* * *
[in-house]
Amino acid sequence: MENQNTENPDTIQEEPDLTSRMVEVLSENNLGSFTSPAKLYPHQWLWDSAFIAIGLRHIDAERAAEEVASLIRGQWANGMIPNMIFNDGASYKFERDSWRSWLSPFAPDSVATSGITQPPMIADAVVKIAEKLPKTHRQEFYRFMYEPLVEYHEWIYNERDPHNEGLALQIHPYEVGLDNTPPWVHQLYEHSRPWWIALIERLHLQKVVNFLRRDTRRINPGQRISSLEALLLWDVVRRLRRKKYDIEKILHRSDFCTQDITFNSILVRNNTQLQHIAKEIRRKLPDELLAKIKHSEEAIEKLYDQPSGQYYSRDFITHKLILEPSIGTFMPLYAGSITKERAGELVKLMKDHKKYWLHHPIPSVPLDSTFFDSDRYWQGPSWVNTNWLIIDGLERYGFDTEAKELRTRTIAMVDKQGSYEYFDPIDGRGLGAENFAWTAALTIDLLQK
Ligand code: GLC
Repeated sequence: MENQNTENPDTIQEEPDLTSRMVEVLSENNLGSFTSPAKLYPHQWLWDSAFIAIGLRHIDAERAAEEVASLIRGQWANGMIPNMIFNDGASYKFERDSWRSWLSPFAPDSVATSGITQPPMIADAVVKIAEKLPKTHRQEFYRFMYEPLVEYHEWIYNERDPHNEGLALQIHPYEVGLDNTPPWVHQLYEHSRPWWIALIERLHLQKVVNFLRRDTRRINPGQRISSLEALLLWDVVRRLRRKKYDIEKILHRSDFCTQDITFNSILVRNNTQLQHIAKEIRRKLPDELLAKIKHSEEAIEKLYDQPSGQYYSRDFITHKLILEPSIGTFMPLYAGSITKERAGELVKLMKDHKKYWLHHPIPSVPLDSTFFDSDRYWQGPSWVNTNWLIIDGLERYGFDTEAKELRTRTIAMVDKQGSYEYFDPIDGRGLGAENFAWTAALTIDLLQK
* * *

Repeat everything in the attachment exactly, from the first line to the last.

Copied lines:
[in-house]
Amino acid sequence: MENQNTENPDTIQEEPDLTSRMVEVLSENNLGSFTSPAKLYPHQWLWDSAFIAIGLRHIDAERAAEEVASLIRGQWANGMIPNMIFNDGASYKFERDSWRSWLSPFAPDSVATSGITQPPMIADAVVKIAEKLPKTHRQEFYRFMYEPLVEYHEWIYNERDPHNEGLALQIHPYEVGLDNTPPWVHQLYEHSRPWWIALIERLHLQKVVNFLRRDTRRINPGQRISSLEALLLWDVVRRLRRKKYDIEKILHRSDFCTQDITFNSILVRNNTQLQHIAKEIRRKLPDELLAKIKHSEEAIEKLYDQPSGQYYSRDFITHKLILEPSIGTFMPLYAGSITKERAGELVKLMKDHKKYWLHHPIPSVPLDSTFFDSDRYWQGPSWVNTNWLIIDGLERYGFDTEAKELRTRTIAMVDKQGSYEYFDPIDGRGLGAENFAWTAALTIDLLQK
Ligand code: GLC
Repeated sequence: MENQNTENPDTIQEEPDLTSRMVEVLSENNLGSFTSPAKLYPHQWLWDSAFIAIGLRHIDAERAAEEVASLIRGQWANGMIPNMIFNDGASYKFERDSWRSWLSPFAPDSVATSGITQPPMIADAVVKIAEKLPKTHRQEFYRFMYEPLVEYHEWIYNERDPHNEGLALQIHPYEVGLDNTPPWVHQLYEHSRPWWIALIERLHLQKVVNFLRRDTRRINPGQRISSLEALLLWDVVRRLRRKKYDIEKILHRSDFCTQDITFNSILVRNNTQLQHIAKEIRRKLPDELLAKIKHSEEAIEKLYDQPSGQYYSRDFITHKLILEPSIGTFMPLYAGSITKERAGELVKLMKDHKKYWLHHPIPSVPLDSTFFDSDRYWQGPSWVNTNWLIIDGLERYGFDTEAKELRTRTIAMVDKQGSYEYFDPIDGRGLGAENFAWTAALTIDLLQK